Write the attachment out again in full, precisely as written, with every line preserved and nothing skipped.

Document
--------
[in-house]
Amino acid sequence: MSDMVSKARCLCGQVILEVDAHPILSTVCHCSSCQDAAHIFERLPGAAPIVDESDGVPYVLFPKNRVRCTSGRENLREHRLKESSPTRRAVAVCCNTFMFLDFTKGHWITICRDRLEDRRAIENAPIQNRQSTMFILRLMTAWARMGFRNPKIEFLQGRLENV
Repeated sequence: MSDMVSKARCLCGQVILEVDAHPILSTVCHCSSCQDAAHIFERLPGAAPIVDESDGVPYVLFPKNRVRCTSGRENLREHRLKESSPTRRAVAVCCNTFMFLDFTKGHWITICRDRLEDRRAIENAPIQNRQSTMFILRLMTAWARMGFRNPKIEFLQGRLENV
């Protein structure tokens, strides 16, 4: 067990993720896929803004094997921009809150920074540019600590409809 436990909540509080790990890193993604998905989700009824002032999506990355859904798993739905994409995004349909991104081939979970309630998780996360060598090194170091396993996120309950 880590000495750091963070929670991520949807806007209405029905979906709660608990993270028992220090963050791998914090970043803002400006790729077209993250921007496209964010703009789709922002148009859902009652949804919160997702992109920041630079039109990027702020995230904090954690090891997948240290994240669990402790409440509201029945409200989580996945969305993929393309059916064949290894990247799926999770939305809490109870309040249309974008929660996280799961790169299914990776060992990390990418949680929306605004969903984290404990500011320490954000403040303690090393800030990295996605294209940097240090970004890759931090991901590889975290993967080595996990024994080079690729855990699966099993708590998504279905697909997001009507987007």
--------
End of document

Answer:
[in-house]
Amino acid sequence: MSDMVSKARCLCGQVILEVDAHPILSTVCHCSSCQDAAHIFERLPGAAPIVDESDGVPYVLFPKNRVRCTSGRENLREHRLKESSPTRRAVAVCCNTFMFLDFTKGHWITICRDRLEDRRAIENAPIQNRQSTMFILRLMTAWARMGFRNPKIEFLQGRLENV
Repeated sequence: MSDMVSKARCLCGQVILEVDAHPILSTVCHCSSCQDAAHIFERLPGAAPIVDESDGVPYVLFPKNRVRCTSGRENLREHRLKESSPTRRAVAVCCNTFMFLDFTKGHWITICRDRLEDRRAIENAPIQNRQSTMFILRLMTAWARMGFRNPKIEFLQGRLENV
């Protein structure tokens, strides 16, 4: 067990993720896929803004094997921009809150920074540019600590409809 436990909540509080790990890193993604998905989700009824002032999506990355859904798993739905994409995004349909991104081939979970309630998780996360060598090194170091396993996120309950 880590000495750091963070929670991520949807806007209405029905979906709660608990993270028992220090963050791998914090970043803002400006790729077209993250921007496209964010703009789709922002148009859902009652949804919160997702992109920041630079039109990027702020995230904090954690090891997948240290994240669990402790409440509201029945409200989580996945969305993929393309059916064949290894990247799926999770939305809490109870309040249309974008929660996280799961790169299914990776060992990390990418949680929306605004969903984290404990500011320490954000403040303690090393800030990295996605294209940097240090970004890759931090991901590889975290993967080595996990024994080079690729855990699966099993708590998504279905697909997001009507987007």